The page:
Further, in Section 2255 proceedings, the Supreme Court has recognized the rule of procedural default or "exhaustion" of federal remedies. Reed v. Farley, 512 U.S. 339, 354 (1994). Generally, the rule bars the presentation of a claim through a writ of habeas corpus where the petitioner failed properly to raise the claim on direct review. Id. If the claim has not been presented on direct review, the requirement may be waived only if the petitioner establishes "cause" for the waiver and shows "actual prejudice" from the alleged violations. Id.

  However, the traditional procedural default rule generally does not apply to ineffective assistance of counsel claims. Massaro v. United States, 538 U.S. 500, 123 S. Ct. 1690; 155 L. Ed. 2d 714 (2003). In Massaro, the Supreme Court held that ineffective assistance claims are appropriately litigated in the context of a collateral challenge in the district court and not on direct appeal. Id. at 504-05; accord United States v. Dominguez Benitez, 124 S. Ct. 2333, 2340 n. 9 (2004). This is so because the trial record is not developed precisely for the object of litigating the ineffective assistance claim, but instead is devoted to issues of guilt or lack of guilt. Massaro, 538 U.S. at 504-05.

  Finally, the Court is mindful that the petitioner is proceeding pro se and that her submissions must be liberally construed in favor of the petitioner. See Douglas v. United States, 13 F.3d 43, 47 (2d Cir. 1993). With these principles in mind, the Court will discuss the procedural viability of each of the Petitioner's collateral challenges to her conviction. If the claim was properly brought before this Court in a collateral proceeding, the Court will then review the substance of the claim. B. Ineffective Assistance of Counsel

  To establish ineffective assistance of counsel, a petitioner must demonstrate: (1) that her counsel's performance fell below an objective standard of reasonableness under prevailing professional norms; and(2) that she was prejudiced by her counsel's deficient performance. Strickland v. Washington, 466 U.S. 668, 687, 104 S. Ct. 2052, 2064, 80 L. Ed. 2d 674 (1984). In applying the above two-prong test, "judicial scrutiny of counsel's performance must be highly deferential" and "a court must indulge a strong presumption that counsel's conduct falls within the wide range of reasonable professional assistance." Strickland, 466 U.S. at 689, 104 S.Ct. at 2065. The inquiry focuses "on the fundamental fairness of the proceeding whose results are being challenged." Id. at 696, 104 S. Ct. at 2069. "The court's central concern is not with `grading counsel's performance' but with discerning `whether despite the strong presumption of reliability, the result of the particular proceeding is unreliable because of a breakdown in the adversarial process that our system counts on to produce just results.'" United States v. Aguirre, 912 F.2d 555, 560 (2d Cir. 1990) (quoting Strickland, 466 U.S. at 696-97, 104 S. Ct. at 2069).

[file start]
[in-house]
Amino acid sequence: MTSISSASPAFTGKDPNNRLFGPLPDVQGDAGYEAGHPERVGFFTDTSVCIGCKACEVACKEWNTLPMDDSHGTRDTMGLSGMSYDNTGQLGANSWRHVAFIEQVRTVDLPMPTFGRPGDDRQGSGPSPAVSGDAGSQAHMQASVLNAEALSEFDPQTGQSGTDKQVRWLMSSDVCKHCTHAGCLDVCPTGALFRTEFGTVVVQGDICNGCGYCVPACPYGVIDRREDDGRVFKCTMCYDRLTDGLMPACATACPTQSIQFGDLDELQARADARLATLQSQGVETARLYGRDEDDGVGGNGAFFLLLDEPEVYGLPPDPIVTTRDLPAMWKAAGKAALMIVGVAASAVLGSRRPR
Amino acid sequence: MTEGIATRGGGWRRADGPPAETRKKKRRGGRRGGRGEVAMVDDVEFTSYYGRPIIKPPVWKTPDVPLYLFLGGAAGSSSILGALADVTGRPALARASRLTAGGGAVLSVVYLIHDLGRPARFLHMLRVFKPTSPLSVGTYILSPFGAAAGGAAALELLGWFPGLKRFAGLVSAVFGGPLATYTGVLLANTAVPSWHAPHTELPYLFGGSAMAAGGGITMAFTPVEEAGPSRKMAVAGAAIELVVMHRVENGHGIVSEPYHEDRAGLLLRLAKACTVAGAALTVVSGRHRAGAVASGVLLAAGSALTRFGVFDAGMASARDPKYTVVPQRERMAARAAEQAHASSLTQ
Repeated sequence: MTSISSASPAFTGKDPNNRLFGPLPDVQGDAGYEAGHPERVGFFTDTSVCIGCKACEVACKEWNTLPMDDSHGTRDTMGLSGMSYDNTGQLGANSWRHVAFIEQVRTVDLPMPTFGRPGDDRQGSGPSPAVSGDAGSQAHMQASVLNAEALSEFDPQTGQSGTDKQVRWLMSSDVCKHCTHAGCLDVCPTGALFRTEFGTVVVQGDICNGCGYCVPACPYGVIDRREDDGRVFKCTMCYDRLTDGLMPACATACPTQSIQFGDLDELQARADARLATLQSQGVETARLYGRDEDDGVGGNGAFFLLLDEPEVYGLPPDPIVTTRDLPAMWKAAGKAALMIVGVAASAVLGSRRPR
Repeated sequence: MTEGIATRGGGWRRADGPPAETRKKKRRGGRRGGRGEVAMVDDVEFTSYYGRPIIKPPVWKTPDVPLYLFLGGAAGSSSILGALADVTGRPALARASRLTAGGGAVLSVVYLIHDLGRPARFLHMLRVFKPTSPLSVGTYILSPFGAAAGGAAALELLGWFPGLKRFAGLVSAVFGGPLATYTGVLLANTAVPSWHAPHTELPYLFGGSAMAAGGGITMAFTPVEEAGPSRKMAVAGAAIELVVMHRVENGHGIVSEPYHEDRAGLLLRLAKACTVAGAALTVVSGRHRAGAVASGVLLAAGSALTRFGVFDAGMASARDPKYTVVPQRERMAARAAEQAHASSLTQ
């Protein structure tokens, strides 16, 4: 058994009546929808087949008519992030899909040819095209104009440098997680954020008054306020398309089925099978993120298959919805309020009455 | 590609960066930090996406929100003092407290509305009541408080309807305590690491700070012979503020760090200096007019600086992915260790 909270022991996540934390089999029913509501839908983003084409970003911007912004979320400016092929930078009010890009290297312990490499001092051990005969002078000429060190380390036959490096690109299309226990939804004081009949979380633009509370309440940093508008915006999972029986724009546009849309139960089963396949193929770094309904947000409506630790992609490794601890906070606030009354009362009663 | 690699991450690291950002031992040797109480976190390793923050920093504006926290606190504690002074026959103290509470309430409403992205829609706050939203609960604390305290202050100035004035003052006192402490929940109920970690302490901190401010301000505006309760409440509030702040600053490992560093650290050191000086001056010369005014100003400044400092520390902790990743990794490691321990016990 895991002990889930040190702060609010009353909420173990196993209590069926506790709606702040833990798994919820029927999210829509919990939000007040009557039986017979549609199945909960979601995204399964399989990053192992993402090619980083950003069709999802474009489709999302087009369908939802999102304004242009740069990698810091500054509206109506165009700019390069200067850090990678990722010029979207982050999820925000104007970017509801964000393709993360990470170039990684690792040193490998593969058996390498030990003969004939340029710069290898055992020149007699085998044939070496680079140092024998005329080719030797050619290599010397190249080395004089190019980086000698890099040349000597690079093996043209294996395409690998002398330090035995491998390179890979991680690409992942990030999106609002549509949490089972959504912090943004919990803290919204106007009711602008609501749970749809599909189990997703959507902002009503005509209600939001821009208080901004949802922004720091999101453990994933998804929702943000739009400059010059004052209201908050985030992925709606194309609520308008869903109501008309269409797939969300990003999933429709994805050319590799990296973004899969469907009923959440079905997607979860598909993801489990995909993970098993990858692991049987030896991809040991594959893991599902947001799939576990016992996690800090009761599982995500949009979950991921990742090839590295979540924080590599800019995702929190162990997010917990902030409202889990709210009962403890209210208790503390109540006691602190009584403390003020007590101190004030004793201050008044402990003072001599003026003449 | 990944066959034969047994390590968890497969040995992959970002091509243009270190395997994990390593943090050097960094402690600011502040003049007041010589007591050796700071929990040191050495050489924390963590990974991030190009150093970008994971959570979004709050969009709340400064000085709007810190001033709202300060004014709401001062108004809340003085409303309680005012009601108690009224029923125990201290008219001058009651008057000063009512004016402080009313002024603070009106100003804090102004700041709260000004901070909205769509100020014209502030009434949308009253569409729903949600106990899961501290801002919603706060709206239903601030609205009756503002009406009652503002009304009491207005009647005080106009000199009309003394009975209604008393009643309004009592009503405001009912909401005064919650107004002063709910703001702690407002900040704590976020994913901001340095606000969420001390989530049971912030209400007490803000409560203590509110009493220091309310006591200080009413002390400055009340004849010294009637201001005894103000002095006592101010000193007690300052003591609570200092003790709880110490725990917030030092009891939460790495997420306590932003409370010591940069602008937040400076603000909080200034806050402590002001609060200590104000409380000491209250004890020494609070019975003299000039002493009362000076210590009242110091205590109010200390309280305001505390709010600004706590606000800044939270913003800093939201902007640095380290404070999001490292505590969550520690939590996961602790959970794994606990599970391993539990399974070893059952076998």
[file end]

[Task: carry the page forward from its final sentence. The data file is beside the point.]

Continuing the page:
The burden is on the petitioner to "overcome the presumption that, under the circumstances, the challenged action `might be considered sound trial strategy.'" Strickland, 466 U.S. at 689, 104 S. Ct. at 2065. Indeed, as the Supreme Court has noted, "there are countless ways to provide effective assistance in any given case. Even the best criminal defense attorneys would not defend a particular client in the same way." Id.

  With respect to the second prong, the petitioner can only establish prejudice if there is a "reasonable probability that, but for counsel's unprofessional errors, the result of the proceeding would have been different." Billy-Eko v. United States, 8 F.3d 111, 114 (2d Cir. 1993). In the context of evaluating counsel's performance with regard to sentencing, a claim of ineffective-assistance can only be considered prejudicial if the petitioner could have received a lesser sentence. For example, if the petitioner claims that counsel failed to move for a downward departure, the claim can only succeed if the petitioner was actually eligible for the departure. See Rosario-Dominguez v. United States, 353 F. Supp. 2d 500, 517 (S.D.N.Y. 2005); Lopez v. United States, 2002 WL 1471540, at *3 (E.D.N.Y. May 15, 2002); United States v. Heron, 1999 WL 509469, at *2-3 (S.D.N.Y. July 19, 1999) ("Because [petitioner] was not entitled to a downward departure, his attorney caused him no cognizable prejudice.").

  Here, the Petitioner argues that her attorney failed to file a motion for a downward departure of her sentence based on perceived hardships that the petitioner endured while being incarcerated at the Nassau County Correctional Center. In support, the Petitioner submits the information she provided her attorney before sentencing. The information consists of letters written to Sheriff Reilly complaining of the conditions that she endured while detained at the Nassau County Correctional Center before she was sentenced.